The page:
WASHINGTON (Reuters) – Former U.S. Senator Jim Webb launched a long-shot bid for the Democratic presidential nomination on Thursday, promising to fight the political influence of big-money interests and bring a new approach to solving problems.
Webb, 69, who represented Virginia in the U.S. Senate from 2007 to 2012, is the fifth Democrat to seek the White House in 2016. He faces a formidable challenge in overcoming front-runner Hillary Clinton.
“I understand the odds, particularly in today’s political climate where fair debate is so often drowned out by huge sums of money,” Webb said in a message on his website.
“Our country needs a fresh approach to solving the problems that confront us and too often unnecessarily divide us,” he said.
Webb, a decorated war hero who served in the Vietnam War and as Secretary of the Navy under Republican President Ronald Reagan, is known for his outspoken critiques of U.S. foreign policy and military strategy, and his support for American troops serving overseas.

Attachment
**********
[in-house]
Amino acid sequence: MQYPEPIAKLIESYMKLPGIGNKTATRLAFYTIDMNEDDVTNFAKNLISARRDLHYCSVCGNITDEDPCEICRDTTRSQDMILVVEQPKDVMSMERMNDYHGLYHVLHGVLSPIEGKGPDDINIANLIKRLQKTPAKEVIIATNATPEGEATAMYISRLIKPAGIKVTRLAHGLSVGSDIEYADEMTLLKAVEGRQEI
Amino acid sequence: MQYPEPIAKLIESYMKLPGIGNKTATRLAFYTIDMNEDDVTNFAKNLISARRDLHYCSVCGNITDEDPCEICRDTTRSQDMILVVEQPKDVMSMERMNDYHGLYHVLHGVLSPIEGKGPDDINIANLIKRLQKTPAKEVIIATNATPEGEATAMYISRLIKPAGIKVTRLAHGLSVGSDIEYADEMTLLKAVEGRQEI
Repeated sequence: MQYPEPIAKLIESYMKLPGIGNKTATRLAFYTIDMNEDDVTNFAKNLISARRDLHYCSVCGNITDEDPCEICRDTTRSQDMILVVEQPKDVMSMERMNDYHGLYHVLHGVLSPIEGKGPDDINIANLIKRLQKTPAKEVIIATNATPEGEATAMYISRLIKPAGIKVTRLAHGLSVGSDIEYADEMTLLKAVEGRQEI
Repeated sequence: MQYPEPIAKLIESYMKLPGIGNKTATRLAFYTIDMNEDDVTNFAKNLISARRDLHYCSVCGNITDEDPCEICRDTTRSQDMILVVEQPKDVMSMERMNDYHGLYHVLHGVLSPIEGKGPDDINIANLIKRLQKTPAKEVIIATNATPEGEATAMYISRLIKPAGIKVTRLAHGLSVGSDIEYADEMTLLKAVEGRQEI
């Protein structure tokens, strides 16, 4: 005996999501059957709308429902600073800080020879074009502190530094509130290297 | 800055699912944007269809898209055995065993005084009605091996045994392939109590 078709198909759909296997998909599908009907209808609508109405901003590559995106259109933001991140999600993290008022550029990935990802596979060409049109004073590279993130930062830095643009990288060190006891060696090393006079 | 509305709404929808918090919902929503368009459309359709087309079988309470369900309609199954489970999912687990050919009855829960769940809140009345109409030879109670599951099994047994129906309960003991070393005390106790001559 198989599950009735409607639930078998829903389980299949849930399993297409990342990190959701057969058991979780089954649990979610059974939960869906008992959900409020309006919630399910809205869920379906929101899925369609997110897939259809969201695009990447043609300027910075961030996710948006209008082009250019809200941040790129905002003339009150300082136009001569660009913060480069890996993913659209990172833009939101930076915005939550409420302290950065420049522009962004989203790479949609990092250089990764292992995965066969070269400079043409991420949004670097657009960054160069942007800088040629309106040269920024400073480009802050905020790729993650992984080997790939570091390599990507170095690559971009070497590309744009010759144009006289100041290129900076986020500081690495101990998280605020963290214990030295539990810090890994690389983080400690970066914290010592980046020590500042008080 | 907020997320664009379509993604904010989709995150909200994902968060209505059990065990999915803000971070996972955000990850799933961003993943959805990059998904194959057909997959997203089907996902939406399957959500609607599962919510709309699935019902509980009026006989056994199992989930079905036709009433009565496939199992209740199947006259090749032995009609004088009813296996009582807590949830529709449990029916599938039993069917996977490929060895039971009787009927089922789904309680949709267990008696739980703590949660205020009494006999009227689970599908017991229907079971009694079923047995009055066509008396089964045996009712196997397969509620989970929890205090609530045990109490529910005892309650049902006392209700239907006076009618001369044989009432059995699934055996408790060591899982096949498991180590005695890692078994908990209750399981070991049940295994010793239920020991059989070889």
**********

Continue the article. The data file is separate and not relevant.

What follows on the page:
He said improving national security, criminal justice reform, expanded educational opportunities and economic fairness that benefits working people will be the focuses of his presidential campaign.
Webb, who formed a presidential exploratory committee in November, has been visiting early voting states such as Iowa and New Hampshire to gauge support for his bid.
But he registers in the low single digits, if at all, in opinion polls and faces an overwhelming favorite in the 2016 race in Clinton.
Other Democratic contenders are U.S. Senator Bernie Sanders of Vermont, former Maryland Governor Martin O’Malley and former Rhode Island Governor and U.S. Senator Lincoln Chafee.
(Reporting by Doina Chiacu; Editing by Sandra Maler and David Gregorio)
(Caricature by DonkeyHotey)